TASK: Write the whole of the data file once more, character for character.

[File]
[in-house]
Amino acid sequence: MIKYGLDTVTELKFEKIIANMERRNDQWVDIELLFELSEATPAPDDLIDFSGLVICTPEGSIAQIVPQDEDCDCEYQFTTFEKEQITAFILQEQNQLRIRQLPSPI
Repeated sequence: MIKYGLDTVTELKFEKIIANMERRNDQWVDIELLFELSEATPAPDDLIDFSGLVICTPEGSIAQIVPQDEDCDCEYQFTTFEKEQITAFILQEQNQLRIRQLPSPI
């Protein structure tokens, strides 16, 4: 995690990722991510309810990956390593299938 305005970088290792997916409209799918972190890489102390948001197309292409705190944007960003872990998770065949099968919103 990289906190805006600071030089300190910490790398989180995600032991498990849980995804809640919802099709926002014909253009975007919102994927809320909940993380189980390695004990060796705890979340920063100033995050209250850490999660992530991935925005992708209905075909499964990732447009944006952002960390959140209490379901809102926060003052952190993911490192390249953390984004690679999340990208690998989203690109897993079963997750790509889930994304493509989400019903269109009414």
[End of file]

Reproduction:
[in-house]
Amino acid sequence: MIKYGLDTVTELKFEKIIANMERRNDQWVDIELLFELSEATPAPDDLIDFSGLVICTPEGSIAQIVPQDEDCDCEYQFTTFEKEQITAFILQEQNQLRIRQLPSPI
Repeated sequence: MIKYGLDTVTELKFEKIIANMERRNDQWVDIELLFELSEATPAPDDLIDFSGLVICTPEGSIAQIVPQDEDCDCEYQFTTFEKEQITAFILQEQNQLRIRQLPSPI
């Protein structure tokens, strides 16, 4: 995690990722991510309810990956390593299938 305005970088290792997916409209799918972190890489102390948001197309292409705190944007960003872990998770065949099968919103 990289906190805006600071030089300190910490790398989180995600032991498990849980995804809640919802099709926002014909253009975007919102994927809320909940993380189980390695004990060796705890979340920063100033995050209250850490999660992530991935925005992708209905075909499964990732447009944006952002960390959140209490379901809102926060003052952190993911490192390249953390984004690679999340990208690998989203690109897993079963997750790509889930994304493509989400019903269109009414």